(d) Most members, but not all, agreed that it might be better to base the section of the Secretariat dealing with disarmament in New York, while maintaining close liaison with disarmament activities at Geneva.
5. Some members of the Board felt that a sweeping reorganization of United Nations disarmament activities might have to wait until the convening of the fourth special session of the General Assembly on disarmament. For that reason, some of them reiterated the need to convene the special session as soon as possible. Some other Board members reiterated their proposal to convene a broader-based United Nations-sponsored international conference on peace, disarmament and international security.
B. New security and disarmament challenges for the twenty-first century and the role of the United Nations
6. Against the backdrop of the end of the cold war and the diminished possibility of global nuclear confrontation, the Board discussed the security consequences of economic globalization, the lessening of the importance of national boundaries and the increase in intra-State conflict and illicit trafficking in small arms and other criminal activities. It also noted that the actors on the international scene were diversifying and were no longer limited to States. The most serious security threat representing that trend in recent years was the increase in intra-State conflicts and terrorist activities.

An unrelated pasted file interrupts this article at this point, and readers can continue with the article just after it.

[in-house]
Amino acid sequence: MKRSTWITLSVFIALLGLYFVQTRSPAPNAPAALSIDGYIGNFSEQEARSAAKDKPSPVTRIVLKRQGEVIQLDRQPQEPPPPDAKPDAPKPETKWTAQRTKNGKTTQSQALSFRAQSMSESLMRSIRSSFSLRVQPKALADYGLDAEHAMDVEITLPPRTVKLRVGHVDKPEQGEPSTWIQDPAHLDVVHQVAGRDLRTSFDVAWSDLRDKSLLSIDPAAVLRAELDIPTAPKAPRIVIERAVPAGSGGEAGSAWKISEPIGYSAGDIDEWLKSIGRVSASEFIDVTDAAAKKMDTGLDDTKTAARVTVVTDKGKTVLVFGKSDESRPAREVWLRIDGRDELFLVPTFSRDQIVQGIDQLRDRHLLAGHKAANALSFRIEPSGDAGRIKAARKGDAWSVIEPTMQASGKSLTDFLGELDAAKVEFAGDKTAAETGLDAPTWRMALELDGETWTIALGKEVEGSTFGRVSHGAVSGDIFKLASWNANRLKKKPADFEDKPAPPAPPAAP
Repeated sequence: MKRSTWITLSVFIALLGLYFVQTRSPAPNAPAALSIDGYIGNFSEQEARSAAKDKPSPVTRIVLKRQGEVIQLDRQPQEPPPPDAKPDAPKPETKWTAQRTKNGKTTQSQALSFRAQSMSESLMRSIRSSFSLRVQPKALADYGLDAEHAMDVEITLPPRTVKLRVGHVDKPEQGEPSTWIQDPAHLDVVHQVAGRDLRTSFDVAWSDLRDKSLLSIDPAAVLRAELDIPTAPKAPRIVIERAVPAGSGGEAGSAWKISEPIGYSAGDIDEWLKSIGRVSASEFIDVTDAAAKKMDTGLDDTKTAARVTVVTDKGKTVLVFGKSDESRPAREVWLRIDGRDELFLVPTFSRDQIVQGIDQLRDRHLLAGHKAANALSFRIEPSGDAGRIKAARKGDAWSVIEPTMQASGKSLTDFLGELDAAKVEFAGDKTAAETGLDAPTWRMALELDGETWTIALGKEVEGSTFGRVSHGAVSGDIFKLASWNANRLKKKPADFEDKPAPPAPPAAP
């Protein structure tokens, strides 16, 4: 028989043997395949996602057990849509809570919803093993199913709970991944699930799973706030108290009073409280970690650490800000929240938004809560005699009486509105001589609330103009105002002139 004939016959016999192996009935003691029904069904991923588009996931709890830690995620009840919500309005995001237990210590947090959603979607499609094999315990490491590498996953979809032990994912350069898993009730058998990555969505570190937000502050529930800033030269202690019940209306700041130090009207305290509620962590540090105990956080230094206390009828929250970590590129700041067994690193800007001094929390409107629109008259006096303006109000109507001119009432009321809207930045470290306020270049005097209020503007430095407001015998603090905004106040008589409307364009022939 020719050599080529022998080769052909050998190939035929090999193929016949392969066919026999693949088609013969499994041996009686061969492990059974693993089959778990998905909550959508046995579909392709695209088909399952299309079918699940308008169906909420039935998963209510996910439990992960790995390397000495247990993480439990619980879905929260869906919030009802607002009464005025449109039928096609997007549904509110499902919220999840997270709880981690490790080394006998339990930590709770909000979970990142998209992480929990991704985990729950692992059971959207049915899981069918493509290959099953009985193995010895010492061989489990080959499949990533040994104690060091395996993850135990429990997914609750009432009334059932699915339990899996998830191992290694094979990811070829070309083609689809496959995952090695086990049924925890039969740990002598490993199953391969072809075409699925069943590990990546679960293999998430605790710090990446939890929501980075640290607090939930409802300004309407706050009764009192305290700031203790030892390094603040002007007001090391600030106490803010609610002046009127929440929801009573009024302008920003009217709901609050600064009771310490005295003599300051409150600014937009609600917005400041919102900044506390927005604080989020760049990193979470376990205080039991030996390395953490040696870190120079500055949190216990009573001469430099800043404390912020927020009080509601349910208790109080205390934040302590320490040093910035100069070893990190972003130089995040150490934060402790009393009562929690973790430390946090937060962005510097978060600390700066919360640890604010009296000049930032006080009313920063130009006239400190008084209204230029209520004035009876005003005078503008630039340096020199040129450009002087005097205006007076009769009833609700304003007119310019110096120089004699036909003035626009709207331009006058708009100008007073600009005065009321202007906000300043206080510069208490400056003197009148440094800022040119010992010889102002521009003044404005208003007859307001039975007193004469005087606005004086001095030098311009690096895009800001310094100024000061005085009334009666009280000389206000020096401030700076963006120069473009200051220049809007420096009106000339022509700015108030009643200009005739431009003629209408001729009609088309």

C. Conventional arms
7. The Board sought to identify possible roles for the United Nations with respect to conventional weapons. The changes in the security situation as described above require what are called "practical" disarmament measures, including preventive diplomacy and conflict resolution. Four issues were discussed under that heading.
1. Register of Conventional Arms
8. The Board considered that the Register of Conventional Arms, now in its fifth year of operation, was significantly contributing to transparency in conventional armaments and building confidence among nations. Unlike similar international reporting systems, it noted, the Register had recorded data on transfers of conventional weapons from nearly 100 Member States every year. It also noted that the Group of Governmental Experts currently reviewing the operation of the Register was considering ways and means to consolidate, strengthen and improve it. The Board foresaw an increasing role in the coming years for the United Nations Secretariat in the maintenance and operation of the Register.